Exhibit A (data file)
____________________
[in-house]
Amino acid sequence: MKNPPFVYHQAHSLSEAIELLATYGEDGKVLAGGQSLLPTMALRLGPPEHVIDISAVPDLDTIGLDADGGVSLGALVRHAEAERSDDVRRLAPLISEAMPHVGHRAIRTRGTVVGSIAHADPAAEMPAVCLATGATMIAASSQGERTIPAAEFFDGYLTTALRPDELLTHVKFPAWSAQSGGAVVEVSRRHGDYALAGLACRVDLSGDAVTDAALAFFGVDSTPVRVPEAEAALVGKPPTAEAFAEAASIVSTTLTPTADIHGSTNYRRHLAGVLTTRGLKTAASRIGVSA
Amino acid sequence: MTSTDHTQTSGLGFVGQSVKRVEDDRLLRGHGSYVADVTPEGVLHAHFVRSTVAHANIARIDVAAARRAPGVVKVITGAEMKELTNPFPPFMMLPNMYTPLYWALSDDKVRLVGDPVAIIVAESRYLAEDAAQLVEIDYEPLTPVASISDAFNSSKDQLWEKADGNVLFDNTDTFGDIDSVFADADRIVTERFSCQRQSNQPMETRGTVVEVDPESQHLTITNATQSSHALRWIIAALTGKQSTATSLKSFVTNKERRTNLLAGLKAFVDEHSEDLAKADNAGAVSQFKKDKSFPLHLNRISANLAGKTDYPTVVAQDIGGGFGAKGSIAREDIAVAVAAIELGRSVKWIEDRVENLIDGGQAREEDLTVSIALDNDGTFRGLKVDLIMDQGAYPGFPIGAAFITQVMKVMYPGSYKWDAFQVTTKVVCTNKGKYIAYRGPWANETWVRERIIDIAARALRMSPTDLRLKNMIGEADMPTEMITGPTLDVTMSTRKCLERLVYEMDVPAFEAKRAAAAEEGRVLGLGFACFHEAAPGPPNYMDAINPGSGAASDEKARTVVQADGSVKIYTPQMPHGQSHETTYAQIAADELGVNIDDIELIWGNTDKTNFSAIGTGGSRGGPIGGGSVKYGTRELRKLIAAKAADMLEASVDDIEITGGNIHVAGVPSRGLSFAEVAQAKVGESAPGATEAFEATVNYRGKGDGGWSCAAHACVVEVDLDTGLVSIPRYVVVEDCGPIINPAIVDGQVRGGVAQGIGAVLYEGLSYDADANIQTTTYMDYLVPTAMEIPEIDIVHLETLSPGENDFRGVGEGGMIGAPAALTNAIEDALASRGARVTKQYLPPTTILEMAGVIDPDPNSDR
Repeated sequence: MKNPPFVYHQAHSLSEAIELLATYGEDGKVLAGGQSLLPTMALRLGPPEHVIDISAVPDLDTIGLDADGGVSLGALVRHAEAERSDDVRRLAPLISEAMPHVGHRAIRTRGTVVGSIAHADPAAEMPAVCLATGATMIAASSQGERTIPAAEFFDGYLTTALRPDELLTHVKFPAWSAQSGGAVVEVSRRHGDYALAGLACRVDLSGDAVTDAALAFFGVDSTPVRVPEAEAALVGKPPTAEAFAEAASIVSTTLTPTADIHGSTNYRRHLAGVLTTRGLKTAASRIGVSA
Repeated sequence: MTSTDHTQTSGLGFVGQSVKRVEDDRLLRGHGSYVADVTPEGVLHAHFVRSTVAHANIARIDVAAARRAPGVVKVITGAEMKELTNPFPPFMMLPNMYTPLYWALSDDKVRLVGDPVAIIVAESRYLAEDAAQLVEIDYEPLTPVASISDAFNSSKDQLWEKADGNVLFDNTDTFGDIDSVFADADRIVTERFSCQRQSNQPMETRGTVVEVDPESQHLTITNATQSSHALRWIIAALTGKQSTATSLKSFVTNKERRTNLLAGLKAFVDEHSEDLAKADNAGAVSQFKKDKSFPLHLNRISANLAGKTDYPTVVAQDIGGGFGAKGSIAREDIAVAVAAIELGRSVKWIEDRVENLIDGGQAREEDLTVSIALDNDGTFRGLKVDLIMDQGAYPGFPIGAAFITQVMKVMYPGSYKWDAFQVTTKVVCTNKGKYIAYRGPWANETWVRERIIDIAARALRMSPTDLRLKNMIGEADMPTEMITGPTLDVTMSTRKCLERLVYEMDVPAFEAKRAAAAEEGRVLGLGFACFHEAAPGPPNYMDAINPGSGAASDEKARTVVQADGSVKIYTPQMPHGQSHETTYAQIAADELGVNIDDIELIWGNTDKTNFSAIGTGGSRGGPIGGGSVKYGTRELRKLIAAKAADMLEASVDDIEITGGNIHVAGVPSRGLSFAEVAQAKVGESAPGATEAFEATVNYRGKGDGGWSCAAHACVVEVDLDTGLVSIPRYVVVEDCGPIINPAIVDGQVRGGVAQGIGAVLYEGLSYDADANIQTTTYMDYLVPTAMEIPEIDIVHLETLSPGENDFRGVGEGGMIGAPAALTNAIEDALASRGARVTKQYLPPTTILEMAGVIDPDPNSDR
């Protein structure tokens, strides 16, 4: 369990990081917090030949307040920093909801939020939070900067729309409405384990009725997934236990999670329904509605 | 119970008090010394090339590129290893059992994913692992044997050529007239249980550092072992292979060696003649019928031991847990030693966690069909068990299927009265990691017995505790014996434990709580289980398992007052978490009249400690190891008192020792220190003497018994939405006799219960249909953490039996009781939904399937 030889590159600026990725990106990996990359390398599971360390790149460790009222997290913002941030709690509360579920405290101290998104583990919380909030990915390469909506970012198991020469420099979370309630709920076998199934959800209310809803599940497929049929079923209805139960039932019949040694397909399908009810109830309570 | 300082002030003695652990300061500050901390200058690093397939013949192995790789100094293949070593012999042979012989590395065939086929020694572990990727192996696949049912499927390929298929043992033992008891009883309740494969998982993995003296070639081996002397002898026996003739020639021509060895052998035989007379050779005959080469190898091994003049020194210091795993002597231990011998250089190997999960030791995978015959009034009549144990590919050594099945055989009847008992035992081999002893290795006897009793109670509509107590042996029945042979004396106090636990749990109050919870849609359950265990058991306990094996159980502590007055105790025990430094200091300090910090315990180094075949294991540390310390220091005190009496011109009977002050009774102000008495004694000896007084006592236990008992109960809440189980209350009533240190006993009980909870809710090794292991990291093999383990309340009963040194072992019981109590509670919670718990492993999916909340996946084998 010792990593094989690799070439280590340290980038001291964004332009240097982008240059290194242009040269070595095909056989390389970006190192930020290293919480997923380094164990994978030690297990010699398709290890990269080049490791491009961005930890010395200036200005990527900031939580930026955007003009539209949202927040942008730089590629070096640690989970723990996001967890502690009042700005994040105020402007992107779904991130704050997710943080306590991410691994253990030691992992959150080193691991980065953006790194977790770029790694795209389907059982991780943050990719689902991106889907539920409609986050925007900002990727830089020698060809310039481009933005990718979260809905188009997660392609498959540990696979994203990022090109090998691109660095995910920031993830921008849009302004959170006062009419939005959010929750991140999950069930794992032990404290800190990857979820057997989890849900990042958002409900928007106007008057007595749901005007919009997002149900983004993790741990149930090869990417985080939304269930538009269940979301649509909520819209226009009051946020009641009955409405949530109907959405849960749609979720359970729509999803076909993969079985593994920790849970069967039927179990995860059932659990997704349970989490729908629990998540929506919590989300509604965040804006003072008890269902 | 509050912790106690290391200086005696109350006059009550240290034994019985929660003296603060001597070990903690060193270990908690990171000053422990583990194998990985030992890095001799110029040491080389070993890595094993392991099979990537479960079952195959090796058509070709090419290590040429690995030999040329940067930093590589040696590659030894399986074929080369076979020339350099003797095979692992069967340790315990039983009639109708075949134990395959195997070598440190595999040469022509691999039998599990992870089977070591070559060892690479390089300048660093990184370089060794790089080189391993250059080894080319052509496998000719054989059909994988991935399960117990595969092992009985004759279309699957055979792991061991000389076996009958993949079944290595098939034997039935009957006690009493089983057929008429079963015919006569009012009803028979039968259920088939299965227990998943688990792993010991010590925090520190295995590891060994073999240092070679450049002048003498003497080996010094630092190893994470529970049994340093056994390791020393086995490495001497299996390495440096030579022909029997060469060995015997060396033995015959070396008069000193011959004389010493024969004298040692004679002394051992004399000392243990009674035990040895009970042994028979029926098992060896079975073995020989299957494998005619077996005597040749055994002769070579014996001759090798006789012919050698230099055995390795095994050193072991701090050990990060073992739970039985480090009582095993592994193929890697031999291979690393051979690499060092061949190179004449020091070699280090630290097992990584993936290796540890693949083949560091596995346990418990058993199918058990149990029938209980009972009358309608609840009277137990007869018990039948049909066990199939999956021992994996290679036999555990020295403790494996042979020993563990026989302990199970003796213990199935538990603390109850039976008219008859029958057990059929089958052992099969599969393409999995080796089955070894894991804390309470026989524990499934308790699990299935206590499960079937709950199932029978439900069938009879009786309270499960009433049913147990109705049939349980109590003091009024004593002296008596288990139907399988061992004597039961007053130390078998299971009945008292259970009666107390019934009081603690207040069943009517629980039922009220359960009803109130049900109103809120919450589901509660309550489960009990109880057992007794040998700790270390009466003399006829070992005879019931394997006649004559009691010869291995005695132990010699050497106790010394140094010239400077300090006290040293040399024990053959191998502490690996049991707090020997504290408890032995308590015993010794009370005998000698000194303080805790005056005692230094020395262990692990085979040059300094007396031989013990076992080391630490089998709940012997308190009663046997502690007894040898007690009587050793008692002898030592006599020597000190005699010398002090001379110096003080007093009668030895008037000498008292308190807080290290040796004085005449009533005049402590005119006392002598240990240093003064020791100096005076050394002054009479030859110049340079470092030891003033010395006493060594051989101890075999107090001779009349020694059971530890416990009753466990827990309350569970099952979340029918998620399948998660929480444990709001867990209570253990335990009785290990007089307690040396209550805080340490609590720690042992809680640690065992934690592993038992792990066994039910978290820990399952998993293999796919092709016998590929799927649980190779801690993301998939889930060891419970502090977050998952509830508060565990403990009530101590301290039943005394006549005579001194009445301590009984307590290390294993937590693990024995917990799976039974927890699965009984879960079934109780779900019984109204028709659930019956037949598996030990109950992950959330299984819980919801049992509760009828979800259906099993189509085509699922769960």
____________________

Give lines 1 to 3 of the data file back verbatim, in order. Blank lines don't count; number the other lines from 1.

[in-house]
Amino acid sequence: MKNPPFVYHQAHSLSEAIELLATYGEDGKVLAGGQSLLPTMALRLGPPEHVIDISAVPDLDTIGLDADGGVSLGALVRHAEAERSDDVRRLAPLISEAMPHVGHRAIRTRGTVVGSIAHADPAAEMPAVCLATGATMIAASSQGERTIPAAEFFDGYLTTALRPDELLTHVKFPAWSAQSGGAVVEVSRRHGDYALAGLACRVDLSGDAVTDAALAFFGVDSTPVRVPEAEAALVGKPPTAEAFAEAASIVSTTLTPTADIHGSTNYRRHLAGVLTTRGLKTAASRIGVSA
Amino acid sequence: MTSTDHTQTSGLGFVGQSVKRVEDDRLLRGHGSYVADVTPEGVLHAHFVRSTVAHANIARIDVAAARRAPGVVKVITGAEMKELTNPFPPFMMLPNMYTPLYWALSDDKVRLVGDPVAIIVAESRYLAEDAAQLVEIDYEPLTPVASISDAFNSSKDQLWEKADGNVLFDNTDTFGDIDSVFADADRIVTERFSCQRQSNQPMETRGTVVEVDPESQHLTITNATQSSHALRWIIAALTGKQSTATSLKSFVTNKERRTNLLAGLKAFVDEHSEDLAKADNAGAVSQFKKDKSFPLHLNRISANLAGKTDYPTVVAQDIGGGFGAKGSIAREDIAVAVAAIELGRSVKWIEDRVENLIDGGQAREEDLTVSIALDNDGTFRGLKVDLIMDQGAYPGFPIGAAFITQVMKVMYPGSYKWDAFQVTTKVVCTNKGKYIAYRGPWANETWVRERIIDIAARALRMSPTDLRLKNMIGEADMPTEMITGPTLDVTMSTRKCLERLVYEMDVPAFEAKRAAAAEEGRVLGLGFACFHEAAPGPPNYMDAINPGSGAASDEKARTVVQADGSVKIYTPQMPHGQSHETTYAQIAADELGVNIDDIELIWGNTDKTNFSAIGTGGSRGGPIGGGSVKYGTRELRKLIAAKAADMLEASVDDIEITGGNIHVAGVPSRGLSFAEVAQAKVGESAPGATEAFEATVNYRGKGDGGWSCAAHACVVEVDLDTGLVSIPRYVVVEDCGPIINPAIVDGQVRGGVAQGIGAVLYEGLSYDADANIQTTTYMDYLVPTAMEIPEIDIVHLETLSPGENDFRGVGEGGMIGAPAALTNAIEDALASRGARVTKQYLPPTTILEMAGVIDPDPNSDR